But they don't oppose him. Yet.
The Chicago Tribune mostly stays neutral, starting off its editorial with a canned cliche about the importance of SCOTUS nominations. It then acknowledges that Bush took the time to select a nominee who is prepared to face the issues and young enough to serve a substantial time on the court:
Presidents have often appointed justices for passing political reasons, or even personal ones. But when it came time for George W. Bush to make his first nomination, he did something different: He looked for a distinguished lawyer with a mind to match the difficult issues the court must address and the youth to serve long enough to leave a substantial imprint. ...
Roberts, 50, is generally regarded as a solid conservative but not a hard-edged ideologue. His brief time as an appellate judge means he has written few opinions that might reveal his underlying judicial philosophy. While that may give the Republican Party's right wing some concern, it also leaves Democratic partisans with minimal ammunition against him. Anyone hoping to portray him as a dangerous extremist, as Robert Bork was caricatured in 1987, will have to be exceptionally creative.
The Tribune mostly focuses on the lack of controversy Roberts should create in his confirmation battle. It mentions Roe, but unlike the NYT, it also provides the context the Post gave in noting that he represented his client in that brief (Bush 41), not himself. Its conclusion expresses disappointment that Bush couldn't find a female or minority candidate -- the only one which makes that an issue, interestingly -- but concludes that Bush did pick an outstanding legal mind.
The Los Angeles Times, meanwhile, writes ... poorly. Easily the weakest of the four editorials, it meanders around, obviously ill-prepared to take a position on Roberts but lacking the consistent distance of the Tribune editorial. For instance, it raises the Roe issue and then presents the counterargument rather clumsily:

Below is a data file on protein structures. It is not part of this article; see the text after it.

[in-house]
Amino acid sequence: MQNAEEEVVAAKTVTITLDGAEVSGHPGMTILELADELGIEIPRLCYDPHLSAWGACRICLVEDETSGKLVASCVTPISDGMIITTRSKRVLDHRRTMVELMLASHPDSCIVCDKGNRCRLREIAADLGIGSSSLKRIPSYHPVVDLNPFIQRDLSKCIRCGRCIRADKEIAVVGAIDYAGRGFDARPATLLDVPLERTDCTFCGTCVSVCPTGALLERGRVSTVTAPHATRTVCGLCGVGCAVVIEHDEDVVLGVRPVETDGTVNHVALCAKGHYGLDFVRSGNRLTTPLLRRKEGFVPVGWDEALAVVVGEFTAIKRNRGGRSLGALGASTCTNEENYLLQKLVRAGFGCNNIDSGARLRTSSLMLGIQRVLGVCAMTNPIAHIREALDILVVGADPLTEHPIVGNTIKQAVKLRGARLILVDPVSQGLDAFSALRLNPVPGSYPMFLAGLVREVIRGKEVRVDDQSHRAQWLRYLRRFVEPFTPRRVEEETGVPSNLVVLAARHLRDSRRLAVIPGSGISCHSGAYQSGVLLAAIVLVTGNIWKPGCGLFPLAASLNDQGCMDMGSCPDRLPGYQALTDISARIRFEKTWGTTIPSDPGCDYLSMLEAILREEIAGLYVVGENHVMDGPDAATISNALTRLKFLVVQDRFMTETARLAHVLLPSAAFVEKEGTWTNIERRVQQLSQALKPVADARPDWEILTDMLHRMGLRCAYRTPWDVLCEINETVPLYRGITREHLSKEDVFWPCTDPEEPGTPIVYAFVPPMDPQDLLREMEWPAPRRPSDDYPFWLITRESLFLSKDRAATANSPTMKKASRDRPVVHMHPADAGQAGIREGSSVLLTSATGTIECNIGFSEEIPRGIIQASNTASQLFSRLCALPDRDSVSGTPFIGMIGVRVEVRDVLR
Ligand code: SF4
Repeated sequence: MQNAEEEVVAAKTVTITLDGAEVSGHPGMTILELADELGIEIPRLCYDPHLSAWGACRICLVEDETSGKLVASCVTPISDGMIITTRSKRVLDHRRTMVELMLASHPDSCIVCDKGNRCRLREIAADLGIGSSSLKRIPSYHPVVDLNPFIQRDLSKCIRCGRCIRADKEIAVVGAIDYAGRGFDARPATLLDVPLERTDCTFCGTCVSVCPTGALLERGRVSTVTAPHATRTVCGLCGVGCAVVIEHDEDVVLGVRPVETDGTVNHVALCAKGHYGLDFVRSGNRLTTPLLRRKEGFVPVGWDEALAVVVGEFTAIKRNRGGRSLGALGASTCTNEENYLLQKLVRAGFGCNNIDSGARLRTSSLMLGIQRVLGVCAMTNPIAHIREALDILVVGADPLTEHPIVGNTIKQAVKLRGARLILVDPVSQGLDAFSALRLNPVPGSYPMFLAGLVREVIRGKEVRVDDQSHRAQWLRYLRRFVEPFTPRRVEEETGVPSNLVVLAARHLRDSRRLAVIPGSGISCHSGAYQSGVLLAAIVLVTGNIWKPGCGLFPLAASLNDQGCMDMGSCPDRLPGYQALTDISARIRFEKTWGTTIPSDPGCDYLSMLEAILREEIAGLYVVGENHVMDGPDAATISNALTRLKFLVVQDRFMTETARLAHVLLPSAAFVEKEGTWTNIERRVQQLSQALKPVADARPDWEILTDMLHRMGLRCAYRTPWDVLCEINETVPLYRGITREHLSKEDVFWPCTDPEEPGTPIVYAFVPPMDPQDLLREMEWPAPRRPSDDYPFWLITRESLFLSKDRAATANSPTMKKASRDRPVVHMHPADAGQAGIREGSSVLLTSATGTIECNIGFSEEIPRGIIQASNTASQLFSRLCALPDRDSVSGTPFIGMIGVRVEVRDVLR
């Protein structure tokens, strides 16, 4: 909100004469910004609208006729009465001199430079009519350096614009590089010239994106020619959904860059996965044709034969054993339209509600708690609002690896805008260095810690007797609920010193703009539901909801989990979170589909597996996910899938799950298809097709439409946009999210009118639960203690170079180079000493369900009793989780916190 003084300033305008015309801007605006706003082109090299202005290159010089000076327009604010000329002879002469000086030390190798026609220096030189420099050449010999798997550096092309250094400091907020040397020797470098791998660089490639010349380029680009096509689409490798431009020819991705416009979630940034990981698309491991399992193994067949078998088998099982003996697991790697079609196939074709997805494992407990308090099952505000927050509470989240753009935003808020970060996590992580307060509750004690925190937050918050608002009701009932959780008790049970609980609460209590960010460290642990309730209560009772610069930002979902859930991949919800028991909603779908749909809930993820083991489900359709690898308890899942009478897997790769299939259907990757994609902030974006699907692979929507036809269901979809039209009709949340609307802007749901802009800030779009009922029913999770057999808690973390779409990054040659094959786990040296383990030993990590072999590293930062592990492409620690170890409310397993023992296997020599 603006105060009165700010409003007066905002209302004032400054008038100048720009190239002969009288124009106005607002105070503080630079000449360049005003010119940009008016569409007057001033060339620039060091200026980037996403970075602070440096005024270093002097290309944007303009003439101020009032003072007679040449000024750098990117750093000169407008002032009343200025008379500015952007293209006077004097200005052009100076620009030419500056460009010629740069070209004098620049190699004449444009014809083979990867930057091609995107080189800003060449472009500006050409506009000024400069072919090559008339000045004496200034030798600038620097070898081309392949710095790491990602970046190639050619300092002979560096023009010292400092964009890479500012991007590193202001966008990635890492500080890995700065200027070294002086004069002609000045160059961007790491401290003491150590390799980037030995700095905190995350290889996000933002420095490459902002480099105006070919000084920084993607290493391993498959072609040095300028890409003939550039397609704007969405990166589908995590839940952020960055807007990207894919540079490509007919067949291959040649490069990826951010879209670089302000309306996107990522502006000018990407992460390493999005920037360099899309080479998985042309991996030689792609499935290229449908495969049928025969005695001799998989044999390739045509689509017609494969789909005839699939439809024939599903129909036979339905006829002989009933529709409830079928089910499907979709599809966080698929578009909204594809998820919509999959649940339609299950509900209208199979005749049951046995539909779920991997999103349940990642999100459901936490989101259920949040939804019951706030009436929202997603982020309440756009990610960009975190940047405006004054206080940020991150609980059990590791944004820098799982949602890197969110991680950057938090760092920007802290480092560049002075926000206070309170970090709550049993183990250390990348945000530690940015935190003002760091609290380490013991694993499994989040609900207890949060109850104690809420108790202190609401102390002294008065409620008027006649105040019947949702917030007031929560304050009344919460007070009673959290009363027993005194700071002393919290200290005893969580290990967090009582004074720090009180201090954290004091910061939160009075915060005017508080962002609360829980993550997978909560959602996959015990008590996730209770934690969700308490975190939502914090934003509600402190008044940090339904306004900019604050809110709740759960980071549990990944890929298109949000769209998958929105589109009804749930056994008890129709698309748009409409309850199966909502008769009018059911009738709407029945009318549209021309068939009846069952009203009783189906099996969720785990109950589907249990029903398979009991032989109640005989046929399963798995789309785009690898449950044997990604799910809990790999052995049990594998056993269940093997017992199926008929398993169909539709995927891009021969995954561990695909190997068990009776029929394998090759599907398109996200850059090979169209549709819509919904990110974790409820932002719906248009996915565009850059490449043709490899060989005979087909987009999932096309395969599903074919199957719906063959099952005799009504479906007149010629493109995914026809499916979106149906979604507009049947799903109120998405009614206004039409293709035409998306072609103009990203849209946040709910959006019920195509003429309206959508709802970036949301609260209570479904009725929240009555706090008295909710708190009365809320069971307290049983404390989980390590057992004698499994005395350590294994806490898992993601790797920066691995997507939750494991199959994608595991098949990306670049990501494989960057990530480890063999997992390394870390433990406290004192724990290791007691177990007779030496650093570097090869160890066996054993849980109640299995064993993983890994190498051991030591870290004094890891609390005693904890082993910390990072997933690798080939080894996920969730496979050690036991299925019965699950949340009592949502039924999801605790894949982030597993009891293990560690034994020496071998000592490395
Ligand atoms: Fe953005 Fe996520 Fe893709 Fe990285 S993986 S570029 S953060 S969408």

Much also will be made of a footnote in a legal brief he submitted as deputy solicitor general in 1991, saying that Roe vs. Wade "was wrongly decided and should be overruled." It is an undeniably disturbing assertion. But he can argue that he was merely arguing the position of his then-boss, President George H.W. Bush. (In fact, Roberts did make essentially this point in his confirmation hearings 12 years later.)
On the other hand, the LAT finds the two issues I think will likely be the biggest hurdles of his confirmation, apart from Roe: his membership in the Federalist Society and his recent vote upholding military tribunals for terrorist detainees at Gitmo and elsewhere. Given the recent histrionics in the Senate involving Gitmo, I expect the latter will give Democrats not just an opportunity to beat up Roberts, but to use him as a proxy to grandstand against the Bush administration on the war.
I suspect that as the hearings move forward, editorial boards will find what they need to take a more firm position on his confirmation. In the meantime, to varying extents, they have to sit on their hands and wait for the Judiciary Committee to do its job.Sphere It View blog reactions
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Tracked on July 20, 2005 8:21 AM